Details have finally been published about refunds due to claimants who have moved to Universal Credit and lost their Severe Disability Premium (SDP). Steven, our Money Advice Officer, explains what this means and how to make sure you get what you’re due.
What is the SDP?
The SDP was an extra amount paid to disabled benefit claimants who met certain conditions. The main conditions were that that they received a qualifying rate of disability benefit, they either lived alone or all other adults in the property also received a qualifying rate of disability benefit, and nobody was being paid Carer’s Allowance for looking after them. The qualifying disability benefits were the middle or high rate of the care component of Disability Living Allowance, the daily living component of Personal Independence Payment, Attendance Allowance, Constant Attendance Allowance, Exceptionally Severe Disablement Allowance or Armed Forces Independence Payment.
Why did people lose the SDP?
The SDP was abolished when Universal Credit was first introduced so anyone who had a change of circumstances which meant they had to claim Universal Credit was not paid the premium, even if they still met all the main criteria for it.
Following mounting pressure, the Government announced in 2018 that it would refund claimants who had lost out on the SDP and prevent anyone already getting the SDP from moving onto Universal Credit. The law was changed in January 2019 to stop SDP claimants moving over to Universal Credit. New Regulations have just been laid allowing a refund to those who had already lost out before this time.
Who can get a refund?
The Regulations set very strict criteria for getting a refund and all the conditions must be met to be eligible. The conditions are that the claimant must have:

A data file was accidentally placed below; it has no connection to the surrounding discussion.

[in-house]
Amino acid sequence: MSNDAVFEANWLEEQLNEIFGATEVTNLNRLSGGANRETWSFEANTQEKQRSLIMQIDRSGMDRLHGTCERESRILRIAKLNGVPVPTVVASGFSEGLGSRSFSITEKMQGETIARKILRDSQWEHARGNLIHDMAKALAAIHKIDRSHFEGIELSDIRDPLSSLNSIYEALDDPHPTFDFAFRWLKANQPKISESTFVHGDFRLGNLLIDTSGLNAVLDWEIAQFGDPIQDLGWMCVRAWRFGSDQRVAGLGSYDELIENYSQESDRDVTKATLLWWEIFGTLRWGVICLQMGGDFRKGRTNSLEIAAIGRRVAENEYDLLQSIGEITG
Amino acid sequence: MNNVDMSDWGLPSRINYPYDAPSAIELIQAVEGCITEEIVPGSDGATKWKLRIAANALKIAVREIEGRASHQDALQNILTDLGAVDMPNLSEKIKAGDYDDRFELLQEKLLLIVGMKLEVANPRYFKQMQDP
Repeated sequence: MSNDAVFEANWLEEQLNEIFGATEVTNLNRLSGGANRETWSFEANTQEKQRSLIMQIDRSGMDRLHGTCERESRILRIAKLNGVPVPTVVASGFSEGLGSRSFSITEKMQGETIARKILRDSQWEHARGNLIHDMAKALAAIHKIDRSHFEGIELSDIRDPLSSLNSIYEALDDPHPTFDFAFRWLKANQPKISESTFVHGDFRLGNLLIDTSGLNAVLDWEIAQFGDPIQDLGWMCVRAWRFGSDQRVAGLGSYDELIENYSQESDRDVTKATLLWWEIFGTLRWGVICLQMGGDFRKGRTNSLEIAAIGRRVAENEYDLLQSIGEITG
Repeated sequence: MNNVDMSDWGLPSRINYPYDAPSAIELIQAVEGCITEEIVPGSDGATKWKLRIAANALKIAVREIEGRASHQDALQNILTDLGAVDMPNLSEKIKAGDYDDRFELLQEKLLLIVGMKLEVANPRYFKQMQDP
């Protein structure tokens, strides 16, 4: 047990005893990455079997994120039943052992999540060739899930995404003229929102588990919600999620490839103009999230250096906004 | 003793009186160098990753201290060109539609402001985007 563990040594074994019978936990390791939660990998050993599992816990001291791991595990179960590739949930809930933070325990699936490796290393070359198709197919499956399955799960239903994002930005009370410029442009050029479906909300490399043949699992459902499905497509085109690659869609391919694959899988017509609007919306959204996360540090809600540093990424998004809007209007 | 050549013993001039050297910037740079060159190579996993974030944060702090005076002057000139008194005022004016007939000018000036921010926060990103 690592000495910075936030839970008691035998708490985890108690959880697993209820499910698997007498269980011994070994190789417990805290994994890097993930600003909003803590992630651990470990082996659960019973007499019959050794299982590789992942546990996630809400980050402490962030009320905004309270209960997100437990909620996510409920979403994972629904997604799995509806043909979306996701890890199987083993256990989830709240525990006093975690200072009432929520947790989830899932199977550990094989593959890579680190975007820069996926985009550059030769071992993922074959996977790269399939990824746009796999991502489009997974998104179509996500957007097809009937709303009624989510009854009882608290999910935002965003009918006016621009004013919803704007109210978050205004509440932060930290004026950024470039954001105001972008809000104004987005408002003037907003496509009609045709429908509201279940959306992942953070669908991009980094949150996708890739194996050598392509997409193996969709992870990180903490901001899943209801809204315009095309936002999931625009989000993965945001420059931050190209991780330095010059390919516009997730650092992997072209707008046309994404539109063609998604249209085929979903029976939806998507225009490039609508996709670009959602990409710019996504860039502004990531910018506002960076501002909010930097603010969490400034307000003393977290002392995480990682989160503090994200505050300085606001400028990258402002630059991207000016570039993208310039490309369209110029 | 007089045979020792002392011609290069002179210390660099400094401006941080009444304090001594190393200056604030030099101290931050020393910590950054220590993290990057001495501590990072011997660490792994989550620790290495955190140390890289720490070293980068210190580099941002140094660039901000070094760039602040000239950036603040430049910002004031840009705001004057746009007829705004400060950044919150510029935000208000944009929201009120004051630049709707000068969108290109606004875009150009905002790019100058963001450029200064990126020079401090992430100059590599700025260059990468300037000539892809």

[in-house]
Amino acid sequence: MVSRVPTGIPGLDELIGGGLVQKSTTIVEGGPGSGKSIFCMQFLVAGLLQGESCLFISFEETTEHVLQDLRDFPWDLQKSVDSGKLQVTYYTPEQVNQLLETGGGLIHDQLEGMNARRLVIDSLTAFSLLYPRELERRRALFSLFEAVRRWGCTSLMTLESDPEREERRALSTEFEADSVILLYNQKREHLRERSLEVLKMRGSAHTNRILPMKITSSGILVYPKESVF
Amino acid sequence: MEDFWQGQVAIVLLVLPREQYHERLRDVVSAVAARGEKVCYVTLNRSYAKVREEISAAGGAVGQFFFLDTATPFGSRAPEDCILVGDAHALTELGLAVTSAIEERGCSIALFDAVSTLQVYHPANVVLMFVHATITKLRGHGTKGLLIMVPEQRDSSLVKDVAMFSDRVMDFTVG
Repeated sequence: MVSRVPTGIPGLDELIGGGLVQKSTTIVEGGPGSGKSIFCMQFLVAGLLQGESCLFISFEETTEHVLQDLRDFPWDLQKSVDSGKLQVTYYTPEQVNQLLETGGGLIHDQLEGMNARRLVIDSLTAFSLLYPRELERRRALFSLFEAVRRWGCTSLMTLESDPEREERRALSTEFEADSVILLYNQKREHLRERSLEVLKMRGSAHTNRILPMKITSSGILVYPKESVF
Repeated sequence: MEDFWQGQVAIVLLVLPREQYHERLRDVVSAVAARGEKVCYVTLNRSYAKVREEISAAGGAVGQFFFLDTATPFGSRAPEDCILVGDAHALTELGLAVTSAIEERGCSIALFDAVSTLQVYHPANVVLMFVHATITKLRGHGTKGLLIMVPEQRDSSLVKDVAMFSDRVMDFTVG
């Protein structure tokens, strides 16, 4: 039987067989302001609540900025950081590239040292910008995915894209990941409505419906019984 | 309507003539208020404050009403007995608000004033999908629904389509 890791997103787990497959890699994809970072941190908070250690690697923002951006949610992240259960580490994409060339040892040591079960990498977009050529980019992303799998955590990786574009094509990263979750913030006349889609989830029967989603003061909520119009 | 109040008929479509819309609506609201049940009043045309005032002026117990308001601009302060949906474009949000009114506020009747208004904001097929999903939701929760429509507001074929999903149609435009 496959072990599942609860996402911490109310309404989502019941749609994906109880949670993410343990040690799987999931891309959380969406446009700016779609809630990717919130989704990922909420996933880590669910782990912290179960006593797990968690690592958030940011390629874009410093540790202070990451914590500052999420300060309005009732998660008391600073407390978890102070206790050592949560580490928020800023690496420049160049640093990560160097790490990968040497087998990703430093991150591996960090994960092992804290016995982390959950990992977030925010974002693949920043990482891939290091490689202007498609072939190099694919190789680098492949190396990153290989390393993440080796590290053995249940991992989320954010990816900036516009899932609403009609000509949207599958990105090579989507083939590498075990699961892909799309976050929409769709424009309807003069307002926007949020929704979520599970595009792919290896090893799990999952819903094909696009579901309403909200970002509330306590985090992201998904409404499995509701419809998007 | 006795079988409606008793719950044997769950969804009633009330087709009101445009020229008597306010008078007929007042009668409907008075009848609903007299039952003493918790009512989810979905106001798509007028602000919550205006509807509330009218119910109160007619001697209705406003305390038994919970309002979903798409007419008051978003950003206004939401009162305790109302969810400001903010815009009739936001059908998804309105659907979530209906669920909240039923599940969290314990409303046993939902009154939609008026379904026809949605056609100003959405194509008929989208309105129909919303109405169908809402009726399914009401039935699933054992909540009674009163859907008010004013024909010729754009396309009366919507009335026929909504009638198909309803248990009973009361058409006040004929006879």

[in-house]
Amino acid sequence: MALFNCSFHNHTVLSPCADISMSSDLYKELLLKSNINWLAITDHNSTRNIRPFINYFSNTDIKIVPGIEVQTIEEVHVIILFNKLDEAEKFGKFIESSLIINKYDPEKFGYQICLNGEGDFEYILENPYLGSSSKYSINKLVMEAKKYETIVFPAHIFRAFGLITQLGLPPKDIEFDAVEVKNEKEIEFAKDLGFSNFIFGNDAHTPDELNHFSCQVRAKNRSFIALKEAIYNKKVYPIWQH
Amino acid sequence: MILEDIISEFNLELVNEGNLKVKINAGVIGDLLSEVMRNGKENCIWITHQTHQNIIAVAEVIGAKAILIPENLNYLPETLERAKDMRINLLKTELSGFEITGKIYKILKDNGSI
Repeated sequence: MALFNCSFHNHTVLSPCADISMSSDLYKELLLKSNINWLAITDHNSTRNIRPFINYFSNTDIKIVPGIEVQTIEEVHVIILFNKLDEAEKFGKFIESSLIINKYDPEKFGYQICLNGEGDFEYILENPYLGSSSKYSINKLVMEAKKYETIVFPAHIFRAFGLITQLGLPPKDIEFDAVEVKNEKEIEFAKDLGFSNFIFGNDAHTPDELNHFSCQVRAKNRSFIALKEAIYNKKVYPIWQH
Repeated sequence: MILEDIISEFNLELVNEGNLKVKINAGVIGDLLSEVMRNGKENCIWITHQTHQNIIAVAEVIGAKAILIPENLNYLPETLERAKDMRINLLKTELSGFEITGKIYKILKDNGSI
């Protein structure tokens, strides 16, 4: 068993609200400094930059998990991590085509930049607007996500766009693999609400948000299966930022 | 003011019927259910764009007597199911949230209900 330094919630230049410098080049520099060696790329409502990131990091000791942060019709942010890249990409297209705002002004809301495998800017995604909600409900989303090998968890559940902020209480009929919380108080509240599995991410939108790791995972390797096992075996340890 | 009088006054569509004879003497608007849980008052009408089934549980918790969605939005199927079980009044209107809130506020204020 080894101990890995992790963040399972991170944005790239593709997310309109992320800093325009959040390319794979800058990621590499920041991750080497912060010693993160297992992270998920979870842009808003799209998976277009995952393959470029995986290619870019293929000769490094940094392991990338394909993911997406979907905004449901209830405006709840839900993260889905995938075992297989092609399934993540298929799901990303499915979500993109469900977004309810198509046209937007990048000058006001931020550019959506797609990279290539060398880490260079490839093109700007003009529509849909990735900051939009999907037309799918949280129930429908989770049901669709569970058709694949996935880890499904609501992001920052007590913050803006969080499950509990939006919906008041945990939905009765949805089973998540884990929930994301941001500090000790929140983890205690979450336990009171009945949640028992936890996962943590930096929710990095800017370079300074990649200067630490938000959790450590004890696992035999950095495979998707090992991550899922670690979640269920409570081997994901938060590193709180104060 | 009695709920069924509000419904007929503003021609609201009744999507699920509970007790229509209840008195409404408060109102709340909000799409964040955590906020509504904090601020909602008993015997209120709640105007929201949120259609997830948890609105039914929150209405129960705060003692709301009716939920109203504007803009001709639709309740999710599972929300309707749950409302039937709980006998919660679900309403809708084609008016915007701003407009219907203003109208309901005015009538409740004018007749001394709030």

Already moved onto Universal Credit,
Lost the Severe Disability Premium in an award of Income-Related Employment & Support Allowance, Income-Based Jobseeker’s Allowance or Income Support which ended within one month of the Universal Credit claim starting
Received Universal Credit continuously since this time and still be receiving it when the DWP review their claim
Not become a couple or separated since moving onto Universal Credit
Been continuously receiving a qualifying disability benefit (see above)
Not had a carer being paid Carer’s Allowance or a Carer Element in their own Universal Credit for looking after them
How is the refund paid?
If the DWP accept that a claimant is entitled to a refund, they will be paid a lump sum to compensate for however long they have lost out on the SDP, plus an extra amount of Universal Credit each month for as long as they meet the entitlement conditions above. The amount is calculated based on a monthly figure of £120, £285 or £405, depending on the circumstances.
Points to note
The Regulations say the refund will only be awarded if all the above conditions are met on the date their case comes to the attention of the DWP. It is therefore advisable to notify the DWP immediately if you think you might qualify for a refund, otherwise if there are any changes in your circumstances before the DWP gets around to your case you may lose out on it entirely. I would urge you to put a note on your online Journal straight away.
Any Warrington Housing Association residents who need help dealing with this complicated issue should contact me for further advice. Otherwise, you can use the Turn2Us Find an Adviser search to locate an agency that can help.